All military and civil defence bomb disposal robots owe their legacy to the grandfather of them all, the Wheelbarrow.
In its original incarnation, the Wheelbarrow was designed for the British Army by Lieutenant-Commander Peter Miller in 1972 to address the terrorist bomb threat in Northern Ireland. Developed from a prototype made from a wheelbarrow and a lawnmower, the robot carried out bomb disposal by remote control at a stand-off distance.
The Wheelbarrow is still in production, now made by Northrop Grumman’s Remotec division, which is the sole supplier to the UK Ministry of Defence for this size of robot. The latest version, Wheelbarrow Mk9, was launched in 2010 with a range of upgrades. These include digital communications for improved quality and greater security, plus an enhanced man-machine interface enabling it to be controlled via touch-screen facility and joystick, or a wireless hand controller for local remote control.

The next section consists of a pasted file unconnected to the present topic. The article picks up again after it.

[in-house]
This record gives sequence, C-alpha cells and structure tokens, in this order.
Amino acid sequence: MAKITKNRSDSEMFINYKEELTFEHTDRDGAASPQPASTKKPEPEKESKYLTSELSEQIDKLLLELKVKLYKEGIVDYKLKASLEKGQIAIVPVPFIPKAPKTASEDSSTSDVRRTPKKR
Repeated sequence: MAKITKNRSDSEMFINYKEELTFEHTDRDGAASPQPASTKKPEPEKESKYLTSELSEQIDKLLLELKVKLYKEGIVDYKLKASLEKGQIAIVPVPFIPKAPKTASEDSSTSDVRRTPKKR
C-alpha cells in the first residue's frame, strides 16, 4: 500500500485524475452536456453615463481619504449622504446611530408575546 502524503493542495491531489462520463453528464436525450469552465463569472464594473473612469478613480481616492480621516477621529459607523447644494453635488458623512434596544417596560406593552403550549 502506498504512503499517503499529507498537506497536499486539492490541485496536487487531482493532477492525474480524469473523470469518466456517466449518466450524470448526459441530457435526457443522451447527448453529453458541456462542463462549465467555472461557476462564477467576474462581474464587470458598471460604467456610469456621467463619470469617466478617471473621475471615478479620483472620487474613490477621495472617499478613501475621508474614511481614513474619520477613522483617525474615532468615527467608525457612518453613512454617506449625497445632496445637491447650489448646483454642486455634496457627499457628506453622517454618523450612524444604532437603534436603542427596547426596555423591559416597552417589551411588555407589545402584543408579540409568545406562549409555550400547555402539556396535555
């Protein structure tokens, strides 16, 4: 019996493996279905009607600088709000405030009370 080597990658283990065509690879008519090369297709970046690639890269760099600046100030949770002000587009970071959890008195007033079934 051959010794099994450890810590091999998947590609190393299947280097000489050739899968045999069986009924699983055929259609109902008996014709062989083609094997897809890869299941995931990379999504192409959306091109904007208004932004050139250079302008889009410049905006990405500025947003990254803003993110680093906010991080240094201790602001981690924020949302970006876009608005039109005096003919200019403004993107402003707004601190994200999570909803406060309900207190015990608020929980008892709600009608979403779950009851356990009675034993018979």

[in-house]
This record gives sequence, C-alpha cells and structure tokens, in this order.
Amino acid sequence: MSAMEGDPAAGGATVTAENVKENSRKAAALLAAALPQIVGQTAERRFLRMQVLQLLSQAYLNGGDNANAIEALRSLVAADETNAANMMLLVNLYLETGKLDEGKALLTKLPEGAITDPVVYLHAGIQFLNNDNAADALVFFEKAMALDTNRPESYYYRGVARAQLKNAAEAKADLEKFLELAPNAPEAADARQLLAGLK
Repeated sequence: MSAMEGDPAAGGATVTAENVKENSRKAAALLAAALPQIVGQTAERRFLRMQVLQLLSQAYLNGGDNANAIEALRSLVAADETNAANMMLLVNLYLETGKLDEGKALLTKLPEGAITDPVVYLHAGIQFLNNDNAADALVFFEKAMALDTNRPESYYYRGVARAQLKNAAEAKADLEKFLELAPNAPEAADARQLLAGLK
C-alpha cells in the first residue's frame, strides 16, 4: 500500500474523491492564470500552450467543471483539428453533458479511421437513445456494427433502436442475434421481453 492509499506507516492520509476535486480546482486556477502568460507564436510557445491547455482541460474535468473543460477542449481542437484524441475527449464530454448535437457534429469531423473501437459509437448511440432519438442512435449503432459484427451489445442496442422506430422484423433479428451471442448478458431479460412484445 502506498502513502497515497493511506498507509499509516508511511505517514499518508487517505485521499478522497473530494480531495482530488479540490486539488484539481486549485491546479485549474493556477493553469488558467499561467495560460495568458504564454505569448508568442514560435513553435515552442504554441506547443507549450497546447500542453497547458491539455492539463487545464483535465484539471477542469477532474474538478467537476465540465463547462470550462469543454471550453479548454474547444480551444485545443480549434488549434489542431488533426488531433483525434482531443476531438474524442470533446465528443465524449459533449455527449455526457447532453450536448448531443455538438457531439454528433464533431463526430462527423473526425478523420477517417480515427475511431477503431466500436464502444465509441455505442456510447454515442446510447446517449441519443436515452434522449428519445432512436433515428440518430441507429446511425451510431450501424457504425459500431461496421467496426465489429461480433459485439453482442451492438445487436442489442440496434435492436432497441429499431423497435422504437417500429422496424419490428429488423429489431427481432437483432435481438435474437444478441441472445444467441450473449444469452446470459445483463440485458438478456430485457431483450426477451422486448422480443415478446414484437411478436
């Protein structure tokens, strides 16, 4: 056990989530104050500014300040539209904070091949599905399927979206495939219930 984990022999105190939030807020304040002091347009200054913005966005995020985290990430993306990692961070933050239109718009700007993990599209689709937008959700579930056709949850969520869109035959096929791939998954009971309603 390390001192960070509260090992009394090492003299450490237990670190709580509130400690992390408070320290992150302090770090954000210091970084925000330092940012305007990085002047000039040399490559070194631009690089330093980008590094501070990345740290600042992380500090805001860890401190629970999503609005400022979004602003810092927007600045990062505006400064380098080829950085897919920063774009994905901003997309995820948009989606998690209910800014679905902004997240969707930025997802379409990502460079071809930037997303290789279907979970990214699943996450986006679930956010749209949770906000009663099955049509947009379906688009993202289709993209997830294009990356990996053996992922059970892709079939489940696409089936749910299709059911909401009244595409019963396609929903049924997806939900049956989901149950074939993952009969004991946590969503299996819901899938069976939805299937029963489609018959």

Capable of climbing a 45-degree stairway, it has a modular telescopic arm with seven-degrees of freedom and a maximum reach of more than 6m, can reach a speed of 5km / hour and lift 150kg.
On its launch, Kevin Rooney, managing director Unmanned Ground Vehicles for Northrop Grumman’s Information Systems sector in Europe, said: “This latest design of our well proven Wheelbarrow vehicle combines greater speed, mobility, exceptional payload and reach capabilities with the latest control, communications and camera specifications to offer unsurpassed performance.”